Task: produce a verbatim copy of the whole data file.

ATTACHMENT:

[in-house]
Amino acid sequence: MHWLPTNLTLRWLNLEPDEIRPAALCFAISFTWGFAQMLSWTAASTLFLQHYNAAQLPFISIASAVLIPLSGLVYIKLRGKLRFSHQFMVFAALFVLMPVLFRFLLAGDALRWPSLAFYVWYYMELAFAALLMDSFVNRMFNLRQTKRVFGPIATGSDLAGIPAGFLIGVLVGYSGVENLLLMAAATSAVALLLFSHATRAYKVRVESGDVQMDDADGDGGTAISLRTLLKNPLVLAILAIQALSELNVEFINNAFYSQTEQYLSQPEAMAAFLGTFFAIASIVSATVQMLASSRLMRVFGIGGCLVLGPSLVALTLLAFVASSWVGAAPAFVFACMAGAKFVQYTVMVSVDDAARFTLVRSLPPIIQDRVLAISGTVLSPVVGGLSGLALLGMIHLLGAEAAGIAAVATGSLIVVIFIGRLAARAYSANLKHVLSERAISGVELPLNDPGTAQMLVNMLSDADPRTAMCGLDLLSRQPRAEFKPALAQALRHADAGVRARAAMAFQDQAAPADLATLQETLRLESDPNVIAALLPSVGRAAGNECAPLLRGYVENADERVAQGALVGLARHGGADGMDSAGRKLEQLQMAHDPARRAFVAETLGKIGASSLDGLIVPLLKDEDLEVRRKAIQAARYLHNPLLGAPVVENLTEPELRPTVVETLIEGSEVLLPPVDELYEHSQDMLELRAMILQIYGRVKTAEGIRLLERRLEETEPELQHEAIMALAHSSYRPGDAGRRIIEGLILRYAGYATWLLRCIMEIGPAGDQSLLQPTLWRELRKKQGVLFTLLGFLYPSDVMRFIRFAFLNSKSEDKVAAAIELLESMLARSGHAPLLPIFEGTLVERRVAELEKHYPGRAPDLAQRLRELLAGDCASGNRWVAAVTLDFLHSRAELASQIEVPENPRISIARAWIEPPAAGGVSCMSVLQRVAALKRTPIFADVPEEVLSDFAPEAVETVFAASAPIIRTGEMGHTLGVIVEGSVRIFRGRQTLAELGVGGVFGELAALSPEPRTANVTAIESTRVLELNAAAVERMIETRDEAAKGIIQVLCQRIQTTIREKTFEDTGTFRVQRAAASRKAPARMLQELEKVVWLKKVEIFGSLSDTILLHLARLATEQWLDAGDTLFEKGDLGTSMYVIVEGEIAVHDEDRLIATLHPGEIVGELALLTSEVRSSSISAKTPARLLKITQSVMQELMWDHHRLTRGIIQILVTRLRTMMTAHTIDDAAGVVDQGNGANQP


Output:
[in-house]
Amino acid sequence: MHWLPTNLTLRWLNLEPDEIRPAALCFAISFTWGFAQMLSWTAASTLFLQHYNAAQLPFISIASAVLIPLSGLVYIKLRGKLRFSHQFMVFAALFVLMPVLFRFLLAGDALRWPSLAFYVWYYMELAFAALLMDSFVNRMFNLRQTKRVFGPIATGSDLAGIPAGFLIGVLVGYSGVENLLLMAAATSAVALLLFSHATRAYKVRVESGDVQMDDADGDGGTAISLRTLLKNPLVLAILAIQALSELNVEFINNAFYSQTEQYLSQPEAMAAFLGTFFAIASIVSATVQMLASSRLMRVFGIGGCLVLGPSLVALTLLAFVASSWVGAAPAFVFACMAGAKFVQYTVMVSVDDAARFTLVRSLPPIIQDRVLAISGTVLSPVVGGLSGLALLGMIHLLGAEAAGIAAVATGSLIVVIFIGRLAARAYSANLKHVLSERAISGVELPLNDPGTAQMLVNMLSDADPRTAMCGLDLLSRQPRAEFKPALAQALRHADAGVRARAAMAFQDQAAPADLATLQETLRLESDPNVIAALLPSVGRAAGNECAPLLRGYVENADERVAQGALVGLARHGGADGMDSAGRKLEQLQMAHDPARRAFVAETLGKIGASSLDGLIVPLLKDEDLEVRRKAIQAARYLHNPLLGAPVVENLTEPELRPTVVETLIEGSEVLLPPVDELYEHSQDMLELRAMILQIYGRVKTAEGIRLLERRLEETEPELQHEAIMALAHSSYRPGDAGRRIIEGLILRYAGYATWLLRCIMEIGPAGDQSLLQPTLWRELRKKQGVLFTLLGFLYPSDVMRFIRFAFLNSKSEDKVAAAIELLESMLARSGHAPLLPIFEGTLVERRVAELEKHYPGRAPDLAQRLRELLAGDCASGNRWVAAVTLDFLHSRAELASQIEVPENPRISIARAWIEPPAAGGVSCMSVLQRVAALKRTPIFADVPEEVLSDFAPEAVETVFAASAPIIRTGEMGHTLGVIVEGSVRIFRGRQTLAELGVGGVFGELAALSPEPRTANVTAIESTRVLELNAAAVERMIETRDEAAKGIIQVLCQRIQTTIREKTFEDTGTFRVQRAAASRKAPARMLQELEKVVWLKKVEIFGSLSDTILLHLARLATEQWLDAGDTLFEKGDLGTSMYVIVEGEIAVHDEDRLIATLHPGEIVGELALLTSEVRSSSISAKTPARLLKITQSVMQELMWDHHRLTRGIIQILVTRLRTMMTAHTIDDAAGVVDQGNGANQP